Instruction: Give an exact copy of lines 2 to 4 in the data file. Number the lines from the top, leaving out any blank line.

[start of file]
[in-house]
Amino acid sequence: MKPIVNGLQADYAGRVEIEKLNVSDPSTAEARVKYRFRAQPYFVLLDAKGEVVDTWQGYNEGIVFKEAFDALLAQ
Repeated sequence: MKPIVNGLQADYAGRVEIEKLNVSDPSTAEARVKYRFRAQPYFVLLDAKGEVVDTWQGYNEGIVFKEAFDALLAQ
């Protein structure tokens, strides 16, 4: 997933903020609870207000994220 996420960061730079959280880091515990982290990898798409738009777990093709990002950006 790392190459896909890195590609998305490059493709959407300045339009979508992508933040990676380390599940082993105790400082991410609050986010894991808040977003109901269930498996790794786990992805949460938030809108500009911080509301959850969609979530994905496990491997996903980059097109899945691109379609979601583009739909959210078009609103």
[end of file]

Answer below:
Amino acid sequence: MKPIVNGLQADYAGRVEIEKLNVSDPSTAEARVKYRFRAQPYFVLLDAKGEVVDTWQGYNEGIVFKEAFDALLAQ
Repeated sequence: MKPIVNGLQADYAGRVEIEKLNVSDPSTAEARVKYRFRAQPYFVLLDAKGEVVDTWQGYNEGIVFKEAFDALLAQ
């Protein structure tokens, strides 16, 4: 997933903020609870207000994220 996420960061730079959280880091515990982290990898798409738009777990093709990002950006 790392190459896909890195590609998305490059493709959407300045339009979508992508933040990676380390599940082993105790400082991410609050986010894991808040977003109901269930498996790794786990992805949460938030809108500009911080509301959850969609979530994905496990491997996903980059097109899945691109379609979601583009739909959210078009609103």